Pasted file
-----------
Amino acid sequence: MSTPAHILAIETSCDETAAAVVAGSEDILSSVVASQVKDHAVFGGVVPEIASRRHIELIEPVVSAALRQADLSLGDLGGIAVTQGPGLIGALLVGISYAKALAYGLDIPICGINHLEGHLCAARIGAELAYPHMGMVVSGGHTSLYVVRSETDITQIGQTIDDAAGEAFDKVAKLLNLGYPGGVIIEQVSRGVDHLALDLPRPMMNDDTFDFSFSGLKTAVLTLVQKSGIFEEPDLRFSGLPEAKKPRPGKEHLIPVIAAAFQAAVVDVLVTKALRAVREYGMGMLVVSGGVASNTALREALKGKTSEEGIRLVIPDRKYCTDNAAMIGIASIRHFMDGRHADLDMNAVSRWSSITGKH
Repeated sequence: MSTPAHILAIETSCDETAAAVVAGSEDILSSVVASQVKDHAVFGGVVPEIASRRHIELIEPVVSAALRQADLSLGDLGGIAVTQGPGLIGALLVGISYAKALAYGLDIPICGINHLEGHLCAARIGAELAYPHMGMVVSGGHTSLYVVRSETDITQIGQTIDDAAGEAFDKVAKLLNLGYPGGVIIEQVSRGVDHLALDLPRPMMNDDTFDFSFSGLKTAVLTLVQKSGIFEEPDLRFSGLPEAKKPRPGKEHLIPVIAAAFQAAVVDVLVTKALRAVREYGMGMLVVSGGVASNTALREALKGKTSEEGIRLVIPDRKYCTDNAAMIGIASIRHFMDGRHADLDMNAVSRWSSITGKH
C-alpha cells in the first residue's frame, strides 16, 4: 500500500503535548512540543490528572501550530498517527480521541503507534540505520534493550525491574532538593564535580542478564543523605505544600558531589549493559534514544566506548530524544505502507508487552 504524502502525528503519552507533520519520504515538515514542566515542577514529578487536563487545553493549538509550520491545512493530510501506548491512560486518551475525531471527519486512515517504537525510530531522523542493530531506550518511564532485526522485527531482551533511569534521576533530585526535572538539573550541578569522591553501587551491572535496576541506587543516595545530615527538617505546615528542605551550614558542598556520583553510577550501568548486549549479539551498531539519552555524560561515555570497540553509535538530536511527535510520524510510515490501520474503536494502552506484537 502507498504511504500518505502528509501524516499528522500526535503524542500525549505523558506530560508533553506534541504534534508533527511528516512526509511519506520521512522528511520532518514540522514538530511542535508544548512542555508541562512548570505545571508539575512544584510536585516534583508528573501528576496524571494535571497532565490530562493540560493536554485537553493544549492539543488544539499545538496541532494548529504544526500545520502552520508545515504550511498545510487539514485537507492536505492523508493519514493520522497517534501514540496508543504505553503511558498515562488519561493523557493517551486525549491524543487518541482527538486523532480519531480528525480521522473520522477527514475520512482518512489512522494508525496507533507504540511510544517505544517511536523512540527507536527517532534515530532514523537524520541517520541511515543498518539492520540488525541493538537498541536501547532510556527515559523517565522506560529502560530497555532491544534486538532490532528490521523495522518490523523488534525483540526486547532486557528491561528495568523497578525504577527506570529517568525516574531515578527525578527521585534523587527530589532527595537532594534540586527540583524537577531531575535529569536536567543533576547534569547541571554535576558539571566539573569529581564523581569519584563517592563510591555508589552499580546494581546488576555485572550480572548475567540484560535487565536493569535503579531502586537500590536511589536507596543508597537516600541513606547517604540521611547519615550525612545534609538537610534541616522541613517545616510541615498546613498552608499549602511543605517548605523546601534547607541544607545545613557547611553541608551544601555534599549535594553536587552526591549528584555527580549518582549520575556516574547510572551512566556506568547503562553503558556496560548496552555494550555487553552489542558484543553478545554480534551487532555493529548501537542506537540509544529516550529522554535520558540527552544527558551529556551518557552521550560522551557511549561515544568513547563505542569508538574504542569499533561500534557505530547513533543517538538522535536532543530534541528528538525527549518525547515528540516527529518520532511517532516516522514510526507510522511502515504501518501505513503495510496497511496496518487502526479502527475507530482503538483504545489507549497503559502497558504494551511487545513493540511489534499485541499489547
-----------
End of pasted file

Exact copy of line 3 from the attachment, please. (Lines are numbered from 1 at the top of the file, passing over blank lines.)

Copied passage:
C-alpha cells in the first residue's frame, strides 16, 4: 500500500503535548512540543490528572501550530498517527480521541503507534540505520534493550525491574532538593564535580542478564543523605505544600558531589549493559534514544566506548530524544505502507508487552 504524502502525528503519552507533520519520504515538515514542566515542577514529578487536563487545553493549538509550520491545512493530510501506548491512560486518551475525531471527519486512515517504537525510530531522523542493530531506550518511564532485526522485527531482551533511569534521576533530585526535572538539573550541578569522591553501587551491572535496576541506587543516595545530615527538617505546615528542605551550614558542598556520583553510577550501568548486549549479539551498531539519552555524560561515555570497540553509535538530536511527535510520524510510515490501520474503536494502552506484537 502507498504511504500518505502528509501524516499528522500526535503524542500525549505523558506530560508533553506534541504534534508533527511528516512526509511519506520521512522528511520532518514540522514538530511542535508544548512542555508541562512548570505545571508539575512544584510536585516534583508528573501528576496524571494535571497532565490530562493540560493536554485537553493544549492539543488544539499545538496541532494548529504544526500545520502552520508545515504550511498545510487539514485537507492536505492523508493519514493520522497517534501514540496508543504505553503511558498515562488519561493523557493517551486525549491524543487518541482527538486523532480519531480528525480521522473520522477527514475520512482518512489512522494508525496507533507504540511510544517505544517511536523512540527507536527517532534515530532514523537524520541517520541511515543498518539492520540488525541493538537498541536501547532510556527515559523517565522506560529502560530497555532491544534486538532490532528490521523495522518490523523488534525483540526486547532486557528491561528495568523497578525504577527506570529517568525516574531515578527525578527521585534523587527530589532527595537532594534540586527540583524537577531531575535529569536536567543533576547534569547541571554535576558539571566539573569529581564523581569519584563517592563510591555508589552499580546494581546488576555485572550480572548475567540484560535487565536493569535503579531502586537500590536511589536507596543508597537516600541513606547517604540521611547519615550525612545534609538537610534541616522541613517545616510541615498546613498552608499549602511543605517548605523546601534547607541544607545545613557547611553541608551544601555534599549535594553536587552526591549528584555527580549518582549520575556516574547510572551512566556506568547503562553503558556496560548496552555494550555487553552489542558484543553478545554480534551487532555493529548501537542506537540509544529516550529522554535520558540527552544527558551529556551518557552521550560522551557511549561515544568513547563505542569508538574504542569499533561500534557505530547513533543517538538522535536532543530534541528528538525527549518525547515528540516527529518520532511517532516516522514510526507510522511502515504501518501505513503495510496497511496496518487502526479502527475507530482503538483504545489507549497503559502497558504494551511487545513493540511489534499485541499489547